8 May, 2004: A patter of incidents

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So then, that Iraq, eh? We've sodded that up right bad, haven't we?

I supported the war -- just -- because the general idea of using military force to get rid of dictators, when circumstances permit, is appealing, and maintaining the alliance between the United States and Britain is probably worth its price too. But more importantly, it had never occurred to me that Britain and the United States could invade a country thousands of miles away with the intention of destroying its government and have no plan at all for what to do next.

(As an aside, whatever the government's publicity material said, nobody sensible really believed that Iraq had chemical, biological or nuclear weapons in 2003. And I should remind you that, should you now be moved to say something about the threat of `weapons of mass destruction', you are a priori not sensible, for reasons I needn't repeat. Neither did the war against Iraq have anything to do with `terrorism' in the September 11th sense, however much the United States is keen to define local Iraqi insurgencies as `terrorism'.)

My anti-war friends have typically responded to my surprise about the cack-handedness of Coalition plans for post-war Iraq by saying, roughly, ``Of course they had no idea what to do next -- what did you expect?''

This time round it turns out that they were correct. However, I have a horrible feeling that many of these people would have said the same about almost any exercise of military force. It's just a pity that in the two most recent cases -- Afghanistan and Iraq -- they have turned out to be correct. Nobody asks them about Sierra Leone or the Falklands.

Anyway, I was going to write a long rant about Iraq, but the more I think about it the more I get angry about the use of language in arguments about the war. So, instead, I present,

Your handy, no-bullshit vocabulary guide to the War against Iraq

Don't say Do say Because
war on Iraq
war in Iraq
war against Iraq
invasion of Iraq
People who use the former want us to believe that the invasion was the moral and military equivalent of (say) liberating France in 1944. But it isn't. We invaded a sovereign nation to overthrow its government. A better analogy would be invading Italy in 1943; Mussolini wasn't as brutal as Saddam, but he was about as useless at foreign policy. Anyone who tries to make an equivalence between Saddam's Iraq and Hitler's Germany is an idiot and should be treated as such.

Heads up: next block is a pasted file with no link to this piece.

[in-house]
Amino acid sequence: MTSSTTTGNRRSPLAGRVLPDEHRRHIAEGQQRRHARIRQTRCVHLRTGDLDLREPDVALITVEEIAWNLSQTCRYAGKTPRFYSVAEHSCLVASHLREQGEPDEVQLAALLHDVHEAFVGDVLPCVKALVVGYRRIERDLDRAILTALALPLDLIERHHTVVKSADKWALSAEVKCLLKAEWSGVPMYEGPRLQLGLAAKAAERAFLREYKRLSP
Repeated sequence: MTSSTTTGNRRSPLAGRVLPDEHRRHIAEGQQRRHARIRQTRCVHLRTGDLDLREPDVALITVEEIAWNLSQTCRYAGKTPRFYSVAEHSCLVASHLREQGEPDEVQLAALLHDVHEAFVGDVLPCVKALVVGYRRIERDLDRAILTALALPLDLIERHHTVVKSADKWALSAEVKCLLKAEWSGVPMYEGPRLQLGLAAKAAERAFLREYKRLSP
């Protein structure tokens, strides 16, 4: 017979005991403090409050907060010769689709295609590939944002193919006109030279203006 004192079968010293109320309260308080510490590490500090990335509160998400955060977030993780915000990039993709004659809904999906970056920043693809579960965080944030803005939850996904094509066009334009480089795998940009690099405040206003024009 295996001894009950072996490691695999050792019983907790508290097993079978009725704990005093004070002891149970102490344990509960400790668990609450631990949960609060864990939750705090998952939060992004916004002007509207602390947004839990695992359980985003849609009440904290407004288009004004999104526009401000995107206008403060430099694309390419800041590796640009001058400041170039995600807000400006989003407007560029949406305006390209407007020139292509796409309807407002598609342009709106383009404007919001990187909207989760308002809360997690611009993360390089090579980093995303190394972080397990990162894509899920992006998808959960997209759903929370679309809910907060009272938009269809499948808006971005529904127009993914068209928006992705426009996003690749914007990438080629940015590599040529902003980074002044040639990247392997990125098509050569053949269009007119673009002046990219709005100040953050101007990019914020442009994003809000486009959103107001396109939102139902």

war on terror nothing at all, please for god's sake Remember when we had a war on drugs, and now there aren't any drugs any more? This is the same. If you use the term `war on terror' in seriousness, please for god's sake stay away from me and other right-thinking people.
terrorist insurgent
resistance fighter etc.
While some of what the Iraqi resistance are doing could in another context sensibly be described as `terrorism', that word is now far too loaded to use unless you really mean al-Qaeda or some other established group of murderers. Now when you say `terrorist', people think of September 11th, al-Qaeda's plan to destroy Western civilisation, and George Bush's `war on terror'.
abuse torture Speak English, man!
detainee prisoner
contractor mercenary, unless you're actually talking about an electrician or something, in which case say that
withdraw abandon
weapons of mass destruction
whichever of chemical, biological, or nuclear weapons you actually mean; if you don't know, shut up See rants passim.
winning hearts and minds
whatever the soldiers are actually doing, for instance ``imprisoning and torturing prisoners'', ``handing over control of a major city to one of Saddam's generals'' or whatever There's no peace to keep yet.
Mission Accomplished nothing at all You are probably George Bush.

Right, that's enough Newspeak for now. Any other suggestions? Stick 'em in the comments, please.


Since I haven't written anything here for a bit, some random updates. Chris Brooke encourages us to classify things as to whether they're splendid, meaning `coherent, and I approve'; rubbish, meaning, `coherent, and I disapprove'; or nonsense, meaning `incoherent'. So in that vein, I bring you:

(Sorry, no graph or holiday photos this time. Also, thanks to Tom for correcting a typo.)

Copyright (c) 2004 Chris Lightfoot; available under a Creative Commons License.